The book information is hidden in a table, so inspect the element to find where it is. As you can see, the element is located under the first <td> element in the table body. After identifying the table element on the page, you can pick the first <td> and retrieve its text.

Table element.
Table element.
				
					table_elem = soup.find("table", class_="table table-striped")
book_upc = table_elem.select("td:nth-of-type(1)")[0].get_text()
				
			

Step 3. To get information, we need to add some more steps.

We’ll create the scrape_item() function now. This function will use aiohttp and details about the book (title and scraped URL).

All you have to do is give this function the link of the book. Then, it will go and fetch the information from the website using that link.

				
					async def scrape_item(session, book):
    print (f"Scraping: {book['url']}")
    async with session.get(book['url']) as resp:
        if resp.status == 200:
            resp_data = await resp.text()
				
			

Step 4. Then, parse the HTML response with Beautiful Soup to extract specific text. 

				
					            soup = BeautifulSoup(resp_data, "html.parser")
            table_elem = soup.find("table", class_="table table-striped")
				
			

Step 5. Finally, add a new key – [‘upc’] – to the dictionary and assign the extracted upc value to it. It’ll store and keep track of the UPC, so that the scraper can identify each book.

				
					            book_upc = table_elem.select("td:nth-of-type(1)")[0].get_text()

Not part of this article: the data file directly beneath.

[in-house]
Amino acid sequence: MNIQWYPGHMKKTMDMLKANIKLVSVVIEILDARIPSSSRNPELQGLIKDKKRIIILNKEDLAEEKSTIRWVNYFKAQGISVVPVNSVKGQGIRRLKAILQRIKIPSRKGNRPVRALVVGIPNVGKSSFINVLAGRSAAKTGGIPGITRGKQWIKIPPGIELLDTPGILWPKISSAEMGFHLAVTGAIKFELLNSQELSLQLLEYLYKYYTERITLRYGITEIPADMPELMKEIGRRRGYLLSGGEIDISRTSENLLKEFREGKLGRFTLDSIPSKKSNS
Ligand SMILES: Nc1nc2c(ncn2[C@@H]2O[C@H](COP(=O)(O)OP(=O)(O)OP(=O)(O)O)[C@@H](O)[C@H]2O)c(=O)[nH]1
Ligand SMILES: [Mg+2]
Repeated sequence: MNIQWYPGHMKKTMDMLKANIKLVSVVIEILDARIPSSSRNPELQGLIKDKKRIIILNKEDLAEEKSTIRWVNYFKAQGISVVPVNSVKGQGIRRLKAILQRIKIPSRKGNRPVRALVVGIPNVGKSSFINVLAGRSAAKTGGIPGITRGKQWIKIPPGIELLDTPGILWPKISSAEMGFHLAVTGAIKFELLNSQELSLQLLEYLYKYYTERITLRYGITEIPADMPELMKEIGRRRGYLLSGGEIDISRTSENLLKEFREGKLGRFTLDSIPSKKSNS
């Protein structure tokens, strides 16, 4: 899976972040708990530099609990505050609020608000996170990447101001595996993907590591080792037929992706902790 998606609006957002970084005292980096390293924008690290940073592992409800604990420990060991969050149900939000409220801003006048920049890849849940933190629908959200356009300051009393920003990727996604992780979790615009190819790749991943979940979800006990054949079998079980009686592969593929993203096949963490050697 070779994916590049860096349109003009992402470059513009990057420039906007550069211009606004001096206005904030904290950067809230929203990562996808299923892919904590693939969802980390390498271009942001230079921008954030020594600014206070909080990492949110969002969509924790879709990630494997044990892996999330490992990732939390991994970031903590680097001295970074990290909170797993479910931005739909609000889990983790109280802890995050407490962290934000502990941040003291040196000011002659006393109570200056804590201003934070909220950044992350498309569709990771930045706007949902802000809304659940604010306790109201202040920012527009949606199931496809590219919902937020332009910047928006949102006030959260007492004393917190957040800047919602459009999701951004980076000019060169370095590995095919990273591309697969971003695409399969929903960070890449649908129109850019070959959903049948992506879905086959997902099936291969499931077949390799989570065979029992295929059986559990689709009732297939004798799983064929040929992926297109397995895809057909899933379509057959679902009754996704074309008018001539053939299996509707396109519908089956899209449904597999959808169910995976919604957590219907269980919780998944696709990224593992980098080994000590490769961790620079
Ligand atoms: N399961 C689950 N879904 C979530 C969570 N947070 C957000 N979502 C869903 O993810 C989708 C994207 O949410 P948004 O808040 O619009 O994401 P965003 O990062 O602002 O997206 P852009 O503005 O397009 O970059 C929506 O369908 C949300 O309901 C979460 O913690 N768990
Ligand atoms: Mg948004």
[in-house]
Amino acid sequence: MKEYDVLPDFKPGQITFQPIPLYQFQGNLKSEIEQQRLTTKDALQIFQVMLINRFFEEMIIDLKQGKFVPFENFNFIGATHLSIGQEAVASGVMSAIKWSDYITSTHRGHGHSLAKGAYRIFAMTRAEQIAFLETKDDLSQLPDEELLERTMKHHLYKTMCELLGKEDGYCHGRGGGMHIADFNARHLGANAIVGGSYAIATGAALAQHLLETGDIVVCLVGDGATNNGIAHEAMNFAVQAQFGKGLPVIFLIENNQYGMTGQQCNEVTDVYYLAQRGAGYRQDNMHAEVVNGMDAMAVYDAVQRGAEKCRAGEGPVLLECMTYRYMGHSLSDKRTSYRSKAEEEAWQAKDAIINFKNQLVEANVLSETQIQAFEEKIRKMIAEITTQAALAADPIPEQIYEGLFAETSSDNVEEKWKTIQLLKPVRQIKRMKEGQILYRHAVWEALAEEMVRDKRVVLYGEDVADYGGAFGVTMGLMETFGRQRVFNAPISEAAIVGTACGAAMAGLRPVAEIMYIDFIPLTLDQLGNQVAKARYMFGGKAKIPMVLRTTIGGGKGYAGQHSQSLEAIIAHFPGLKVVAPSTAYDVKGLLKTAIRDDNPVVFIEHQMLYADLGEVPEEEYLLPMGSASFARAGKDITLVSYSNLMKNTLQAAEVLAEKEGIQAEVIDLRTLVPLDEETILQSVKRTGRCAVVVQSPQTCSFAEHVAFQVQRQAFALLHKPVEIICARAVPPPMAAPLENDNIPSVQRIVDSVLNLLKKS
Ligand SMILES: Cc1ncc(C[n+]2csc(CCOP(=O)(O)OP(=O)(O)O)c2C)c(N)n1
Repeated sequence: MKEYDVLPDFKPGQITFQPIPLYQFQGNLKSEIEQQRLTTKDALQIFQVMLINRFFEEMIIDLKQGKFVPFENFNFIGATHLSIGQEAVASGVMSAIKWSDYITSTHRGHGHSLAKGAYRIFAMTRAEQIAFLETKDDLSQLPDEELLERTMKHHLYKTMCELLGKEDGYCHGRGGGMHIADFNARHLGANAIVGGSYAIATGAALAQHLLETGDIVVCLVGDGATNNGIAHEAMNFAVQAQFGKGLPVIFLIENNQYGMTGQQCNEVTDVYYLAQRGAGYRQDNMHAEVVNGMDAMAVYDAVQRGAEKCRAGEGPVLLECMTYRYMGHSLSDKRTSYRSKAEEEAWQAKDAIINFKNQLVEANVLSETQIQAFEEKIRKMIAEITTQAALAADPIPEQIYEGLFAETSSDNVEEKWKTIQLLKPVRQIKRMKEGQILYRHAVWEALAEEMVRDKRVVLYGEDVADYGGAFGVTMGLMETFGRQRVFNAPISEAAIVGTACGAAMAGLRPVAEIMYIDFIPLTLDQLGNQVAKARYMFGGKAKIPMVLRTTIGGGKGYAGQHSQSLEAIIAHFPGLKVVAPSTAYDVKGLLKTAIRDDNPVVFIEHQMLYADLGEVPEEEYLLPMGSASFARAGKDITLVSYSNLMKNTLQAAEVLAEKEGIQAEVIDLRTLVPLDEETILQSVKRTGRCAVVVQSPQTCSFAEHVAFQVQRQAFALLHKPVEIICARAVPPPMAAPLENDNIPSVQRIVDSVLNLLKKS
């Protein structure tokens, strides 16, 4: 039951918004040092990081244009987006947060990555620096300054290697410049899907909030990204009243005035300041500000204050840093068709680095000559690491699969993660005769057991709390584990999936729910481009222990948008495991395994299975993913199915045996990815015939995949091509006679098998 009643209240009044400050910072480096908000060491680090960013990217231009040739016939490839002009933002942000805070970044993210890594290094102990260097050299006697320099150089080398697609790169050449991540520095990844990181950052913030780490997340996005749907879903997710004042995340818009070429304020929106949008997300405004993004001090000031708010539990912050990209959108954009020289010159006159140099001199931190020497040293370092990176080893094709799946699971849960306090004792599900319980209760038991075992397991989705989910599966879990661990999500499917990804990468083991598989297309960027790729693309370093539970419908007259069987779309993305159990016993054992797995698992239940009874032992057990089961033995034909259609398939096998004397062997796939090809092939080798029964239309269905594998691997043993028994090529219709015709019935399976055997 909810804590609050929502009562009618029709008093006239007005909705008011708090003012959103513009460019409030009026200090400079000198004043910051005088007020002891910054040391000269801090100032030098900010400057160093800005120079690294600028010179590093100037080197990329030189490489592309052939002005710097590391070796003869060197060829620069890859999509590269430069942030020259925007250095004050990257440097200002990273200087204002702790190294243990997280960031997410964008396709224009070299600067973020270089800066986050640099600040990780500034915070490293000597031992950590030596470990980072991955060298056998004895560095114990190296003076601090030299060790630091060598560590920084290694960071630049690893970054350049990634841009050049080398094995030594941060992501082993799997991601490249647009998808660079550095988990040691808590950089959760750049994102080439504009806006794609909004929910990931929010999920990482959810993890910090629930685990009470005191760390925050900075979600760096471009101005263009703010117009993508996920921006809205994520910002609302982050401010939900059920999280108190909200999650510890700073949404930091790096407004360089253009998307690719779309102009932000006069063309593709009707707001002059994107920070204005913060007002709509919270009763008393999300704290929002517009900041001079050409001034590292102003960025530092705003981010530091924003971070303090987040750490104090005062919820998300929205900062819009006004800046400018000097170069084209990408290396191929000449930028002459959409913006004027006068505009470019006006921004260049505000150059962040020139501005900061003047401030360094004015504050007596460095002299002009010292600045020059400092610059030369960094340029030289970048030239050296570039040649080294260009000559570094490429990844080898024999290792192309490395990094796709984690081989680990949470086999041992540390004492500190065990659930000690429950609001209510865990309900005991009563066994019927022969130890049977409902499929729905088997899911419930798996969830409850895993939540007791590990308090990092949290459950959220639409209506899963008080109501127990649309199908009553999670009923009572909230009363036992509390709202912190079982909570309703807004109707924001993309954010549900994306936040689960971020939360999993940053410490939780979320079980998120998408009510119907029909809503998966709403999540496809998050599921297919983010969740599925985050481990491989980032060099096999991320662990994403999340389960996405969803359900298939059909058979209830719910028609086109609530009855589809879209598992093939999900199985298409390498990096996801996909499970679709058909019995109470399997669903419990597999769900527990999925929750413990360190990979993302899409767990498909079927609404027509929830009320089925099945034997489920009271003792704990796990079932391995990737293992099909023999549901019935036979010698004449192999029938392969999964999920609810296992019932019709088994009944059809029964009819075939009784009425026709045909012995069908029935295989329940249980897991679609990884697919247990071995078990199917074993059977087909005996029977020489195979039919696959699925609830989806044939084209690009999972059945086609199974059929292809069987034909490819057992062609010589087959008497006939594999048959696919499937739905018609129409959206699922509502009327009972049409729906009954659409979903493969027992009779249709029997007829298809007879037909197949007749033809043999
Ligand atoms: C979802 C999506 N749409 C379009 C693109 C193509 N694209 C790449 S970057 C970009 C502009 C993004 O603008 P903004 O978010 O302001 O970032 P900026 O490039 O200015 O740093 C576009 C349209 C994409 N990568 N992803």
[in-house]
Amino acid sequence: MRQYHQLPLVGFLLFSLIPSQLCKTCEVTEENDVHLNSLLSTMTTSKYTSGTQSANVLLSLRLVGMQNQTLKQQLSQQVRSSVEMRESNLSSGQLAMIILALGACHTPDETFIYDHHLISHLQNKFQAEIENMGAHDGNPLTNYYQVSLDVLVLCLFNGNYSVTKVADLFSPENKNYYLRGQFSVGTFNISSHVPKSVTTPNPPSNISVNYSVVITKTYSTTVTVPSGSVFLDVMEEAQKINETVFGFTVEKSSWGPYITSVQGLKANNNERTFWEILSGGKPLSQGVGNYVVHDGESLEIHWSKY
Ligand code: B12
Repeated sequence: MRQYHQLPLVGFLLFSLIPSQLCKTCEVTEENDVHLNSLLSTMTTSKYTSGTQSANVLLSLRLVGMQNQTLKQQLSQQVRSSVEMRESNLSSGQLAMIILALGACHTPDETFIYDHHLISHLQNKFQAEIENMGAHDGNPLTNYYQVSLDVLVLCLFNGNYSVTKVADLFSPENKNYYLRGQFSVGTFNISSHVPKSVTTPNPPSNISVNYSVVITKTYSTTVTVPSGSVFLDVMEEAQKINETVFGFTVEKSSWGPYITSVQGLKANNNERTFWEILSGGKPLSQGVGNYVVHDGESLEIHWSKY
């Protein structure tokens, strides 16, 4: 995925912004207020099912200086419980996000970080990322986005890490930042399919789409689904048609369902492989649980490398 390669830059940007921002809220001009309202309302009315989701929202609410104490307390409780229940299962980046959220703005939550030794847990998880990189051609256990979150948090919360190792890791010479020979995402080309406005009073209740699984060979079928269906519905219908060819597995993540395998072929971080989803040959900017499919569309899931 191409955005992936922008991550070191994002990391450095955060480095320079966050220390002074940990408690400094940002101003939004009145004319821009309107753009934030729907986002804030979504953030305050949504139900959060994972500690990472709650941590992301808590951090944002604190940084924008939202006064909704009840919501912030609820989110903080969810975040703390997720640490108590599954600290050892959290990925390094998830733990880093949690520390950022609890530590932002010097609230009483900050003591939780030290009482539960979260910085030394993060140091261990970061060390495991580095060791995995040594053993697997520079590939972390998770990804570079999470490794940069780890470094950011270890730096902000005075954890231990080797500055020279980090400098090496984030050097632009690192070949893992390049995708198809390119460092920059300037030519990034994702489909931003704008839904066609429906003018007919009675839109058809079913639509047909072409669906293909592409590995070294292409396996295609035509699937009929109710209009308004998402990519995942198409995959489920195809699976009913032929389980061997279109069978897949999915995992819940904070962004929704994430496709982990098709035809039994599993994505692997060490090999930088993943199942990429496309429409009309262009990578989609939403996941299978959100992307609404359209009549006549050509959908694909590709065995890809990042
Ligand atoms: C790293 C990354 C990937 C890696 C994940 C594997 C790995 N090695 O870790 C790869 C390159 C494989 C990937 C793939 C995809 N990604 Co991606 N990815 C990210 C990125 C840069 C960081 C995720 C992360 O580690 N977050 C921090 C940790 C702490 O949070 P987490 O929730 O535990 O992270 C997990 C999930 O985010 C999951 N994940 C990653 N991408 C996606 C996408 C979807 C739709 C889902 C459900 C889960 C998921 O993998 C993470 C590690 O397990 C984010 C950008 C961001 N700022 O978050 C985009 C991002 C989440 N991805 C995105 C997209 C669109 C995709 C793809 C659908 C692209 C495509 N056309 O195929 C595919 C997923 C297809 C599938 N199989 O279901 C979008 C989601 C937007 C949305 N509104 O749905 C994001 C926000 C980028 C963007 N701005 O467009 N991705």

book["upc"] = book_upc
        else:
            print(f"Request failed for {book['url']} with: {resp.status}")
            # Retry functionality could be added here
				
			

Writing Data to a CSV File

Step 1. First, let’s look at the example of terminal output:

Terminal output.
Terminal output.

The scraper has reached the end of the books.toscrape.com. It couldn’t find the next page link, so it scraped individual books. 

You can print out the result_dict in the terminal after you’re done, but considering that you have 1000 dictionary objects in that list, create a function to write the data to a CSV file.

				
					async def main():
    async with aiohttp.ClientSession() as session:
        await scrape_urls(session, start_url)
        for book in result_dict:
            await scrape_item(session, book)
    print(result_dict)
    write_to_csv()
				
			

Step 2. Then, import the csv.

				
					import csv

				
			

Step 3. Write a function to create a file and write the result_dict into it in a CSV format.

				
					def write_to_csv():
    with open ("books_result.csv", "w", newline='') as f: